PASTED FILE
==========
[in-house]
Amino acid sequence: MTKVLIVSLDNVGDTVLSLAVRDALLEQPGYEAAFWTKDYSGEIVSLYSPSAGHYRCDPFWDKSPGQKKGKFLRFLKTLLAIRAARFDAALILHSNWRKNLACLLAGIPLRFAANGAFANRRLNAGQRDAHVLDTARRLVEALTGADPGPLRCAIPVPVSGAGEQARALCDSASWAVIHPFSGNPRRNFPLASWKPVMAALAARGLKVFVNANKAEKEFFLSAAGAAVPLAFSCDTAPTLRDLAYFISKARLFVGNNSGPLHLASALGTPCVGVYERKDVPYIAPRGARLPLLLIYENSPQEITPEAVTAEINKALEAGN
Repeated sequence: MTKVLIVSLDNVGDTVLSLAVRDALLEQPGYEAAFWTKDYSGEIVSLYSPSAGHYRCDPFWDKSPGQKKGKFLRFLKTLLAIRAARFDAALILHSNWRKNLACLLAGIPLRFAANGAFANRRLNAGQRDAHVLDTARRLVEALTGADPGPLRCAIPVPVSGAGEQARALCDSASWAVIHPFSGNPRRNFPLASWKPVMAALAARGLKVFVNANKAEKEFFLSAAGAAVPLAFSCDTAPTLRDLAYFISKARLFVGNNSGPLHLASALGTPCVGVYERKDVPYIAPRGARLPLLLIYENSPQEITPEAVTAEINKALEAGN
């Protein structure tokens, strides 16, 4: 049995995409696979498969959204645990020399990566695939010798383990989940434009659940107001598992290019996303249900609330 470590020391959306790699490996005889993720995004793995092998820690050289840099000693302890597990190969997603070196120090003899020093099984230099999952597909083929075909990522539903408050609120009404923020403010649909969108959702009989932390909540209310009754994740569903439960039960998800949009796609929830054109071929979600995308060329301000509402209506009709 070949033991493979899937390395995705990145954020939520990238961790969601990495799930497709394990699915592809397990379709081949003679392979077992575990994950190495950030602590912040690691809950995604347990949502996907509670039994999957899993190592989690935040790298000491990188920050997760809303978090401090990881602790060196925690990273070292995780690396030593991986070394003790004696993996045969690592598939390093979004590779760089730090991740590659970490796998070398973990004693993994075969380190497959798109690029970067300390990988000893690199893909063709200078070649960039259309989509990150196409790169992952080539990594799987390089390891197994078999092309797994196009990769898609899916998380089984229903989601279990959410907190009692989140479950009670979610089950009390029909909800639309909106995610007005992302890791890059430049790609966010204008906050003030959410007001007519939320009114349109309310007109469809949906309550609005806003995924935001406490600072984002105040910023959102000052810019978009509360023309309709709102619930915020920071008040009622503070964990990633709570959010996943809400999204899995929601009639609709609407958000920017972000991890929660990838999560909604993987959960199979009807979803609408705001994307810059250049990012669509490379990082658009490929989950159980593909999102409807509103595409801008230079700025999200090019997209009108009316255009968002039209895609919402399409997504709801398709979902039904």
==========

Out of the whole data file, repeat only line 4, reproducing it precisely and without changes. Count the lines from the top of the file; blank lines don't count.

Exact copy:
């Protein structure tokens, strides 16, 4: 049995995409696979498969959204645990020399990566695939010798383990989940434009659940107001598992290019996303249900609330 470590020391959306790699490996005889993720995004793995092998820690050289840099000693302890597990190969997603070196120090003899020093099984230099999952597909083929075909990522539903408050609120009404923020403010649909969108959702009989932390909540209310009754994740569903439960039960998800949009796609929830054109071929979600995308060329301000509402209506009709 070949033991493979899937390395995705990145954020939520990238961790969601990495799930497709394990699915592809397990379709081949003679392979077992575990994950190495950030602590912040690691809950995604347990949502996907509670039994999957899993190592989690935040790298000491990188920050997760809303978090401090990881602790060196925690990273070292995780690396030593991986070394003790004696993996045969690592598939390093979004590779760089730090991740590659970490796998070398973990004693993994075969380190497959798109690029970067300390990988000893690199893909063709200078070649960039259309989509990150196409790169992952080539990594799987390089390891197994078999092309797994196009990769898609899916998380089984229903989601279990959410907190009692989140479950009670979610089950009390029909909800639309909106995610007005992302890791890059430049790609966010204008906050003030959410007001007519939320009114349109309310007109469809949906309550609005806003995924935001406490600072984002105040910023959102000052810019978009509360023309309709709102619930915020920071008040009622503070964990990633709570959010996943809400999204899995929601009639609709609407958000920017972000991890929660990838999560909604993987959960199979009807979803609408705001994307810059250049990012669509490379990082658009490929989950159980593909999102409807509103595409801008230079700025999200090019997209009108009316255009968002039209895609919402399409997504709801398709979902039904």